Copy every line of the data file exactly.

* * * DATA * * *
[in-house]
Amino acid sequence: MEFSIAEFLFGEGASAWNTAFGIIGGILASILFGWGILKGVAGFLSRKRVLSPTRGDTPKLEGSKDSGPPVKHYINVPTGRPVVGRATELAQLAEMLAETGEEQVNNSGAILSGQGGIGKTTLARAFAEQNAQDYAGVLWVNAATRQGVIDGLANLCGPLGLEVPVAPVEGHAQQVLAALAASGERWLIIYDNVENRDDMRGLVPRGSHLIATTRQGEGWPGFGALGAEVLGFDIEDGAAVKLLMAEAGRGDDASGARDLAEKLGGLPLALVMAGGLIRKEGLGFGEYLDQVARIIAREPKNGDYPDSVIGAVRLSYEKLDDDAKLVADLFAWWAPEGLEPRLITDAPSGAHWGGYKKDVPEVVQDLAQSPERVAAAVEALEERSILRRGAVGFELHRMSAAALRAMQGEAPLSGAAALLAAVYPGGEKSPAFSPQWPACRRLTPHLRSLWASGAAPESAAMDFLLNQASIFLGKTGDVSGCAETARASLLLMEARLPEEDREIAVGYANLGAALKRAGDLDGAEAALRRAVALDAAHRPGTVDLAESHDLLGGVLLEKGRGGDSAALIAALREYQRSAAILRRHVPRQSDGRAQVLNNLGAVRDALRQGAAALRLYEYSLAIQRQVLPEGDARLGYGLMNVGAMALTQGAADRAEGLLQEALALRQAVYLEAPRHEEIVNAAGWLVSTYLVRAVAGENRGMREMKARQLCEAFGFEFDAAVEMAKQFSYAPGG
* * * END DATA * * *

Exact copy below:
[in-house]
Amino acid sequence: MEFSIAEFLFGEGASAWNTAFGIIGGILASILFGWGILKGVAGFLSRKRVLSPTRGDTPKLEGSKDSGPPVKHYINVPTGRPVVGRATELAQLAEMLAETGEEQVNNSGAILSGQGGIGKTTLARAFAEQNAQDYAGVLWVNAATRQGVIDGLANLCGPLGLEVPVAPVEGHAQQVLAALAASGERWLIIYDNVENRDDMRGLVPRGSHLIATTRQGEGWPGFGALGAEVLGFDIEDGAAVKLLMAEAGRGDDASGARDLAEKLGGLPLALVMAGGLIRKEGLGFGEYLDQVARIIAREPKNGDYPDSVIGAVRLSYEKLDDDAKLVADLFAWWAPEGLEPRLITDAPSGAHWGGYKKDVPEVVQDLAQSPERVAAAVEALEERSILRRGAVGFELHRMSAAALRAMQGEAPLSGAAALLAAVYPGGEKSPAFSPQWPACRRLTPHLRSLWASGAAPESAAMDFLLNQASIFLGKTGDVSGCAETARASLLLMEARLPEEDREIAVGYANLGAALKRAGDLDGAEAALRRAVALDAAHRPGTVDLAESHDLLGGVLLEKGRGGDSAALIAALREYQRSAAILRRHVPRQSDGRAQVLNNLGAVRDALRQGAAALRLYEYSLAIQRQVLPEGDARLGYGLMNVGAMALTQGAADRAEGLLQEALALRQAVYLEAPRHEEIVNAAGWLVSTYLVRAVAGENRGMREMKARQLCEAFGFEFDAAVEMAKQFSYAPGG